For 30 years, Leanne Preedy has relied on antibodies contained in blood generously donated by strangers to keep her alive.
Diagnosed at the age of four with an immune system disorder, Leanne needs regular antibody injections every few weeks to prevent her from picking up infections which could make her severely ill or worse.
Leanne, 34, has Common Variable Immunodeficiency (CVID) — those affected either lack or have low levels of immunoglobulin G, the most common type of antibody in our blood, which plays a key role in fighting off infections.
Untreated, the condition means she is prone to infections and even a trivial cold can leave her severely ill — or lead to pneumonia (inflammation of the lungs), repeated bouts of which can cause lifethreatening lung disease.
As a child, Leanne remembers being ‘in and out of hospital more times than my mum, Lorraine, wants to remember, often on oxygen or yet another course of antibiotics’.
Leanne (pictured with children Ravella and Hudson), 34, has Common Variable Immunodeficiency (CVID) — those affected either lack or have low levels of immunoglobulin G, the most common type of antibody in our blood, which plays a key role in fighting off infections
There is no cure for CVID, but the condition can be managed by regular infusions of medicine containing immunoglobulin to boost antibody levels — which is made by processing donations of blood plasma from members of the public.
In fact, Leanne, a photographer from Ongar, Essex, is one of around 17,000 people in England who receive lifesaving immunoglobulin medicine every year.
Around half of those need it after treatments such as chemotherapy for cancer or anti-rejection medication following an organ transplant which, while vital in themselves, both reduce antibody levels, leaving patients vulnerable to infections that could then prove fatal.
Intravenous immunoglobulin is also used as a treatment for conditions where the immune system mistakenly attacks the body’s own tissues — such as GuillainBarre syndrome, where it attacks the nervous system.
Here, it’s thought healthy donated antibodies prevent the harmful ones from continuing the attack on the nerves.
But the supply of this life-saving product has been in short supply — so short that in August 2021, the NHS admitted that some patients had to be given smaller doses of immunoglobulin or had to wait longer between infusions; fortunately no lives were directly put at risk.
There is no cure for CVID, but the condition can be managed by regular infusions of medicine containing immunoglobulin to boost antibody levels (file photo)
However, such shortages should soon be a thing of the past, after a recent ruling allowed the UK to make its own immunoglobulin for the first time in 20 years.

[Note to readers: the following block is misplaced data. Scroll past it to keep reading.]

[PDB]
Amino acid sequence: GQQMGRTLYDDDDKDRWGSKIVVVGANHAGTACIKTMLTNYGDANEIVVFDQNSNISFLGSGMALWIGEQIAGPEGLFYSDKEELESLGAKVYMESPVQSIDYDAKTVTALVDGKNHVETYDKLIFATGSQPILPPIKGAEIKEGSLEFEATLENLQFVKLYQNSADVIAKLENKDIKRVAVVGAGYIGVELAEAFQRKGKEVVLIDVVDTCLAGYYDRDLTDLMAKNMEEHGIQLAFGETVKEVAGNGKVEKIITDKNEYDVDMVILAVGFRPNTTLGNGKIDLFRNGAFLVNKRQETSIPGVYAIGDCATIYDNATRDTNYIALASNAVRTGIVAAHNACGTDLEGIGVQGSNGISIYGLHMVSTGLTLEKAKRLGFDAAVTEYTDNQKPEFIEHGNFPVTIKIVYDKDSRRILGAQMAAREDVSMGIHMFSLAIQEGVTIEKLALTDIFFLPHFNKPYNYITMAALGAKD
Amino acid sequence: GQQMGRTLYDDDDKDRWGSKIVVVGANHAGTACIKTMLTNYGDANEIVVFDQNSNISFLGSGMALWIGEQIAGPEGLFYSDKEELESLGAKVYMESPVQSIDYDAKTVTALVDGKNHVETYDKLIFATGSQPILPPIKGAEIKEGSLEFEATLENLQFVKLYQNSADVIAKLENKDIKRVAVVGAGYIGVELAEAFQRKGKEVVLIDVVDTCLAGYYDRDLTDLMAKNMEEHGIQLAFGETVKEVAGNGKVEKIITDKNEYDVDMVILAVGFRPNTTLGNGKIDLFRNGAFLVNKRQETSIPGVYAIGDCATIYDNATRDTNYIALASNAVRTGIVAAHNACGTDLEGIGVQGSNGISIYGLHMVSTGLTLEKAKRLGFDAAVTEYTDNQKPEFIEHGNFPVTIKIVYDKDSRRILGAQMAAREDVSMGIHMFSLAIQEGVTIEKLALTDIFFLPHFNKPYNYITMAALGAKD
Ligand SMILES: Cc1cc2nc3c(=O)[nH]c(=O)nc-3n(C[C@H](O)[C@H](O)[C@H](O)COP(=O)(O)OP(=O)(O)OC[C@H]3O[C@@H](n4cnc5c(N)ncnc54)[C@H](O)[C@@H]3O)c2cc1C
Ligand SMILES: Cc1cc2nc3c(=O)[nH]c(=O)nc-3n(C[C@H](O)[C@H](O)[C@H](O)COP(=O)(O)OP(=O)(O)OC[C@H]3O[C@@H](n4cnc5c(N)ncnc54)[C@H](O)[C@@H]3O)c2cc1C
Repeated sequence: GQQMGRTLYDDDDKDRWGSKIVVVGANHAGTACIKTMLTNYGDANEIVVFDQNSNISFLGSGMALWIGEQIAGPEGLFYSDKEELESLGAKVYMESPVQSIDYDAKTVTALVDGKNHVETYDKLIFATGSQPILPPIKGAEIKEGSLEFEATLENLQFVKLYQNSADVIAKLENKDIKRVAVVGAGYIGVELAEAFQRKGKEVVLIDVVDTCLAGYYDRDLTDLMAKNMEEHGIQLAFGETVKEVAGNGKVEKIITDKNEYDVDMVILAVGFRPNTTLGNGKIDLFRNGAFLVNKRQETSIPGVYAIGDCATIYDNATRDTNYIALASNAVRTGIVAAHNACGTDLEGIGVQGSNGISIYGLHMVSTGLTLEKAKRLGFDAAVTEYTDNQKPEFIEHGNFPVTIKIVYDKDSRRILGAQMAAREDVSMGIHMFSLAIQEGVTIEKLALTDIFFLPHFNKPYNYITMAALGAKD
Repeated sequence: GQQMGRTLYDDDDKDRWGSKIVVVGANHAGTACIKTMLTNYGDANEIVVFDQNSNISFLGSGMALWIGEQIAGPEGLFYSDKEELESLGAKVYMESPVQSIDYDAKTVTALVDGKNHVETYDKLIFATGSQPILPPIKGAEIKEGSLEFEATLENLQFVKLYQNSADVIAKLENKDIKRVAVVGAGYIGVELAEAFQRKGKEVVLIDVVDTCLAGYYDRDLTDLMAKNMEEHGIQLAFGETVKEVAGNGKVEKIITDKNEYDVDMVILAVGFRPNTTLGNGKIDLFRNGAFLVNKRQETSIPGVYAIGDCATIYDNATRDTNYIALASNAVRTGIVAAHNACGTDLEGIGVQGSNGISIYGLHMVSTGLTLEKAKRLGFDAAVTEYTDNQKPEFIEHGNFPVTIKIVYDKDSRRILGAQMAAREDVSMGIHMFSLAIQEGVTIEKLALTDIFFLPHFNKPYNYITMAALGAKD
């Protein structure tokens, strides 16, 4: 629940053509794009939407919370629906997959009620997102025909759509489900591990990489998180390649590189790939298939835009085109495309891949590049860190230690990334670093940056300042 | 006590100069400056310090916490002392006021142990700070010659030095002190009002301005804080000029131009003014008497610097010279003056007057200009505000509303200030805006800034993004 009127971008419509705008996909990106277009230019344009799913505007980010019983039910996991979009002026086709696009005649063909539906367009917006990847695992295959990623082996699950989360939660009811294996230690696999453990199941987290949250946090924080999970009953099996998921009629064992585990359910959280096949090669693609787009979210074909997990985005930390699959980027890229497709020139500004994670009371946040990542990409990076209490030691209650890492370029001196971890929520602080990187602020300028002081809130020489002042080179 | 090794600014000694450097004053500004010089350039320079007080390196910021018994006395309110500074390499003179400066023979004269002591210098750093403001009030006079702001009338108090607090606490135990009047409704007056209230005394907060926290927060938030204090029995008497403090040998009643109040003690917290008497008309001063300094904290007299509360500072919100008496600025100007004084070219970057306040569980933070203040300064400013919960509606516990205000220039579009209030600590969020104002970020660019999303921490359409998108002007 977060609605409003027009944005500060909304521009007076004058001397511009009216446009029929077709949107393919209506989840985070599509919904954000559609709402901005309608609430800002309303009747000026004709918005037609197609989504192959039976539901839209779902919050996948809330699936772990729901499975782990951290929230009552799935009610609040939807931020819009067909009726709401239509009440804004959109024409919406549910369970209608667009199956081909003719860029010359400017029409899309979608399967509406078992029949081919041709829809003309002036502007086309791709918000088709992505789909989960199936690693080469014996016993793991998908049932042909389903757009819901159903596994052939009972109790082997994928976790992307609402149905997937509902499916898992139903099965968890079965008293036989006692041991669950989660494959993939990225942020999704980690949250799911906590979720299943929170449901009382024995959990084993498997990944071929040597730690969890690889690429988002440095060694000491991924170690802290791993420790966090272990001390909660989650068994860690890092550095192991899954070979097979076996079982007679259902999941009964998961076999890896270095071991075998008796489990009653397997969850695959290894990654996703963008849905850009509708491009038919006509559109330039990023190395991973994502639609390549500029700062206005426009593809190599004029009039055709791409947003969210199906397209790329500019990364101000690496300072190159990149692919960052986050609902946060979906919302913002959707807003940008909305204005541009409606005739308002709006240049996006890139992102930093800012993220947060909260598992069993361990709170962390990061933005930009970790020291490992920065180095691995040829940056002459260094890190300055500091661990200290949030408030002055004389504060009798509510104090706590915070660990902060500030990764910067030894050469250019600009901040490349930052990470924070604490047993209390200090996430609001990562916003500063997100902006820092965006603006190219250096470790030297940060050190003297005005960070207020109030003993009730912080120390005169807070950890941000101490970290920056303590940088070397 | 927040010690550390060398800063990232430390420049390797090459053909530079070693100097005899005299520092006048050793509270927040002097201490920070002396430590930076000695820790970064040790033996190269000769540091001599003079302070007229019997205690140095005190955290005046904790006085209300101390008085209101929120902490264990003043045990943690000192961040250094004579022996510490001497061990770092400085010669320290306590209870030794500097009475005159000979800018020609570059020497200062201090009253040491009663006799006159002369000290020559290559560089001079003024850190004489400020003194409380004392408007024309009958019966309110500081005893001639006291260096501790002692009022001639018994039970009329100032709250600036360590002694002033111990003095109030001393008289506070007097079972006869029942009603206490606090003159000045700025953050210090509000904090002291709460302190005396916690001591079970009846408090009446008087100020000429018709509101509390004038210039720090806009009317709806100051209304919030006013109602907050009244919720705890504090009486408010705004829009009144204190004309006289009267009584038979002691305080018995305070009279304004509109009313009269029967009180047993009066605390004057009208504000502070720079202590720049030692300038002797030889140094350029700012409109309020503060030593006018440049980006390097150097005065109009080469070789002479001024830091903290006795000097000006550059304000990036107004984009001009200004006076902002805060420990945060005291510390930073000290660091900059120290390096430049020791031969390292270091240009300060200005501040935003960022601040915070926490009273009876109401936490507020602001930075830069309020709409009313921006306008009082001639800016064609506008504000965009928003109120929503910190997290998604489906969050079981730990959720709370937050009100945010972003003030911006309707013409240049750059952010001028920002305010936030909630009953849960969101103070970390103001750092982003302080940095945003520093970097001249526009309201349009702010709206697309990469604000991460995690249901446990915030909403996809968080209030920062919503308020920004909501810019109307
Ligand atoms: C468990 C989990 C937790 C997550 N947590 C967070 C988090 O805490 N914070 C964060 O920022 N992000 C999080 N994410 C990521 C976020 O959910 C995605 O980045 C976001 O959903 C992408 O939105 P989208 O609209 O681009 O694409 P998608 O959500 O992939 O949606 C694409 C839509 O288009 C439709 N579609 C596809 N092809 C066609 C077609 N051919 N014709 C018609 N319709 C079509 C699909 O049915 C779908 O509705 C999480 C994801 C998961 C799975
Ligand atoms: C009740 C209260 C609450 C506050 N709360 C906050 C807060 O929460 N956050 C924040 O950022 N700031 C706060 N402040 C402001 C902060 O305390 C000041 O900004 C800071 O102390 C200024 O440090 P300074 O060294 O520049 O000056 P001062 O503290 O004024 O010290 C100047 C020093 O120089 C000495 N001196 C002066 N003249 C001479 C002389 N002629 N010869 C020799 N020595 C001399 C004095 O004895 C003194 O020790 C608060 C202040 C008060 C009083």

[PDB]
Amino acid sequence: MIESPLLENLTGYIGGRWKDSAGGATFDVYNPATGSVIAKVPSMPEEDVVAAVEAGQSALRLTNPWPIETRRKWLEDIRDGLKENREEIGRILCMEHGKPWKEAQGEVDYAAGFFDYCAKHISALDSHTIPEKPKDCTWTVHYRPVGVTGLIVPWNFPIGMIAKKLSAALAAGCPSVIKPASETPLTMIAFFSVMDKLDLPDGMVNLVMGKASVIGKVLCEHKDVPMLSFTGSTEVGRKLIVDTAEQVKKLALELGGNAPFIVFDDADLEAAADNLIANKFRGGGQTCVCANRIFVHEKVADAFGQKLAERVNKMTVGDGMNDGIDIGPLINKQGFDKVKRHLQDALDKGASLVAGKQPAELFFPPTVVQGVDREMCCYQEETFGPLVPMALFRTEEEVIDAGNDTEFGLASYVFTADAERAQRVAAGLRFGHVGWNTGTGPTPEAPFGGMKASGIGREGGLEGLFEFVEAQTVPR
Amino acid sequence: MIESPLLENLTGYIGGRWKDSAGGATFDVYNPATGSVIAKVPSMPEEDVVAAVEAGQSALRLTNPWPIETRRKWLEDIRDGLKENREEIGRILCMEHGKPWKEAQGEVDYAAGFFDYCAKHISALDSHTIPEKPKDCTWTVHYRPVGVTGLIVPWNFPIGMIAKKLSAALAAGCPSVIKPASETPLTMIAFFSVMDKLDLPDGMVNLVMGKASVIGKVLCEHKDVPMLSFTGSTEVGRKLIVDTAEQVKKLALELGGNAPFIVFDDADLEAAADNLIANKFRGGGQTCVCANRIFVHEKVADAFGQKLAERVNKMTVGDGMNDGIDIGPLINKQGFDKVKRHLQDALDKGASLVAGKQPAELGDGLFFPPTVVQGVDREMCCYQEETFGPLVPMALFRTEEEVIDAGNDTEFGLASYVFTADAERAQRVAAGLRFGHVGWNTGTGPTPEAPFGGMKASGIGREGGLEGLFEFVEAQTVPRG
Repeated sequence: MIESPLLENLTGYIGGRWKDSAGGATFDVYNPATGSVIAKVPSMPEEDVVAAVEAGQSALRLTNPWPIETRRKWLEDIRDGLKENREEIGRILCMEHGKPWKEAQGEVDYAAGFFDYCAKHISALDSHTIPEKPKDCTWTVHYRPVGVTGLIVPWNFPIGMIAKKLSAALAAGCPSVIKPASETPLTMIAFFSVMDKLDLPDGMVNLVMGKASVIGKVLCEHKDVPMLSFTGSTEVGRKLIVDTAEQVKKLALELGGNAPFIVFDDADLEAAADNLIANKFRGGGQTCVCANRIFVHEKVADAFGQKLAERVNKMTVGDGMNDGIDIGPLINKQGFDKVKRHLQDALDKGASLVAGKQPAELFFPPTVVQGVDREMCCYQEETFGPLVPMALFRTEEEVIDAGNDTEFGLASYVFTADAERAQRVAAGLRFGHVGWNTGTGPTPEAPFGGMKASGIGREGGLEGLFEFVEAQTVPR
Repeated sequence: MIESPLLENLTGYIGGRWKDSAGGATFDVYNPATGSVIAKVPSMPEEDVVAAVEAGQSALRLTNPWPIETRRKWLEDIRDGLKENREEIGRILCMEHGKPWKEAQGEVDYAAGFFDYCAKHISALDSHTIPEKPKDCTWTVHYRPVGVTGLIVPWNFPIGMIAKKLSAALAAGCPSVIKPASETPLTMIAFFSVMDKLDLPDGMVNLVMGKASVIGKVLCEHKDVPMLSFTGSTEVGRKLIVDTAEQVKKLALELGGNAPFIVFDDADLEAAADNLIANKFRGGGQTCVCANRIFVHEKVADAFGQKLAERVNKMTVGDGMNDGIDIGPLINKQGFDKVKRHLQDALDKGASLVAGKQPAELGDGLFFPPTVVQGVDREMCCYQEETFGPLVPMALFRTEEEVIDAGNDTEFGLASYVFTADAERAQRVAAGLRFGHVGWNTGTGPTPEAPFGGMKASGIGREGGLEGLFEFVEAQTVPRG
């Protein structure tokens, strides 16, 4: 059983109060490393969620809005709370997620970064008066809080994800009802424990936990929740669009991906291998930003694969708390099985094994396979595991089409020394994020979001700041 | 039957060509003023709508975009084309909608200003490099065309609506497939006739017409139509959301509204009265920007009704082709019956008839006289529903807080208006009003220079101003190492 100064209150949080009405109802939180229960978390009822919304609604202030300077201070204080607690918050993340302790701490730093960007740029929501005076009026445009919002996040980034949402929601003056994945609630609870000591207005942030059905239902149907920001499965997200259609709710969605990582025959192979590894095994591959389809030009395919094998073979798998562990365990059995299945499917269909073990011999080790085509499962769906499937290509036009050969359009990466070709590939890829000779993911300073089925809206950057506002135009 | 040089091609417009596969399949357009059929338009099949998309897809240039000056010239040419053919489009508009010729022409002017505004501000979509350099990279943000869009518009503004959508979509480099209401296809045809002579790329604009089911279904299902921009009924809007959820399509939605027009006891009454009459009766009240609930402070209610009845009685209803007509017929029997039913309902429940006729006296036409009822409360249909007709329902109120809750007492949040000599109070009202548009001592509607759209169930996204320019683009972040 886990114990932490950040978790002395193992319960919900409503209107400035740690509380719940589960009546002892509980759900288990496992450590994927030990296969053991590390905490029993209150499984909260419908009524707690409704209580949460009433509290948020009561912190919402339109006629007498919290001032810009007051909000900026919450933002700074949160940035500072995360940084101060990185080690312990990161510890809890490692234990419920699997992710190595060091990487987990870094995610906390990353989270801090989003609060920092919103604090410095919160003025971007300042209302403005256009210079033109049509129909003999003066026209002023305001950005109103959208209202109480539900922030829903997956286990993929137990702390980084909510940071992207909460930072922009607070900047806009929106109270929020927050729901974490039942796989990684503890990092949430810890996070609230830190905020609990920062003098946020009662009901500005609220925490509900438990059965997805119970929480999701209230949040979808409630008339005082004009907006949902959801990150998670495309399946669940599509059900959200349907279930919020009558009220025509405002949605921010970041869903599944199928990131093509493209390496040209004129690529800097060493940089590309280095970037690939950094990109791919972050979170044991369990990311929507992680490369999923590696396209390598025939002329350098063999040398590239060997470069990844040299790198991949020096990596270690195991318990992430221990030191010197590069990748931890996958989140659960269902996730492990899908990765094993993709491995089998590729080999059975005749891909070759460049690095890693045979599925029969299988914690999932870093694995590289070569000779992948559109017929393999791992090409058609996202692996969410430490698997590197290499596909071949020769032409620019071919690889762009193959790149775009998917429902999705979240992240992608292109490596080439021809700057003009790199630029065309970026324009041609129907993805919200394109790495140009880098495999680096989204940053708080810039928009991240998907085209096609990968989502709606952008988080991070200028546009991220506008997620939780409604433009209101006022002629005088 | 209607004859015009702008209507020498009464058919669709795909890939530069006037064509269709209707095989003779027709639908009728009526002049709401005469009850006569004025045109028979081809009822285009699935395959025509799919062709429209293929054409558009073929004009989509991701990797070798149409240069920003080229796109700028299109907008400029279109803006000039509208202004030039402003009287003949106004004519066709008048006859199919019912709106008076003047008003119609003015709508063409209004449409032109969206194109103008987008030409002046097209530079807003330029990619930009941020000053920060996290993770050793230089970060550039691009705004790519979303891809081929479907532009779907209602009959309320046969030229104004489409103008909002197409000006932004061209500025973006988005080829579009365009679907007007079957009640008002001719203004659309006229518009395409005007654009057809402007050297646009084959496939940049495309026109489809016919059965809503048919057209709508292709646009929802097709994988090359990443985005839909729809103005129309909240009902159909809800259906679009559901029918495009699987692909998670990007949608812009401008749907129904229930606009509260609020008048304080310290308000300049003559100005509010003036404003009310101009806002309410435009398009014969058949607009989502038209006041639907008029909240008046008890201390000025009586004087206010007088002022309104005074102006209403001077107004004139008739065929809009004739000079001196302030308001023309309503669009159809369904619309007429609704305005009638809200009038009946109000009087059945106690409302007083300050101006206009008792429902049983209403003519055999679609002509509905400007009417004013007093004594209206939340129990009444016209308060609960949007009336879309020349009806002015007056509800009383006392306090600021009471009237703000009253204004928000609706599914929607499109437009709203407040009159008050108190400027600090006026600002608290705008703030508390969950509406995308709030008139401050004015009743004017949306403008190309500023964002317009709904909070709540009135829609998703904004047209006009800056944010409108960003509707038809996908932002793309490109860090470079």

Currently, 70 per cent of the immunoglobulin given to patients in infusions is made by firms in the U.S., which extract it from plasma — the liquid part of blood that contains infection-fighting antibodies — from donated blood or donations of plasma alone.
For this, blood is taken from the donor’s arm and spun in a centrifuge to separate the plasma from red and white blood cells.
The red blood cells are then returned, and the process repeated until 700ml of plasma has been obtained.
The donor’s body will replenish the plasma in around 48 hours.
The plasma is frozen and stored and the immunoglobulin is separated out (by adding salt and ethanol during a process that takes about six months), but recent problems have highlighted how fragile the supply of this lifesaving product is.
During the pandemic there was a 20 per cent drop in U.S. plasma donations and the price of immunoglobulin products rocketed, which had a further impact on global supplies.
In the UK, we have been reliant on imported plasma to make immunoglobulin since 1999, when the government banned the use of plasma from UK donors to stop the spread of Creutzfeldt-Jakob disease (vCJD), a human variant of bovine spongiform encephalopathy (BSE), so-called mad cow disease, a fatal
Dynamic duos – nutrients that work best when consumed together
THIS WEEK: Phenols and fibre
A recent study by the Antioxidants Research Laboratory at the U.S. Department of Agriculture showed that drinking orange juice while eating a bowl of porridge can clean your arteries and prevent heart attacks with twice as much efficacy than if you were to have either breakfast staple on its own.
The reason? Compounds in oats and orange juice, called phenols, help to stabilise LDL or ‘bad’ cholesterol when consumed together.
‘I’d recommend replacing the juice with a handful ofblueberries,’ says dietitian Orli Rhodes.
‘Like orange juice, blueberries are high in vitamin C and phenols too — they’ll add natural sweetness to porridge, but the fibre in the whole fruit means they don’t create blood sugar spikes like juice does.’
WHAT TO TRY: ‘Add chia seeds to porridge and blueberries — they are high in omega-3 fatty acids [that help reduce fats in your blood] — which will give you the perfect, heart-friendly breakfast,’ says Orli Rhodes.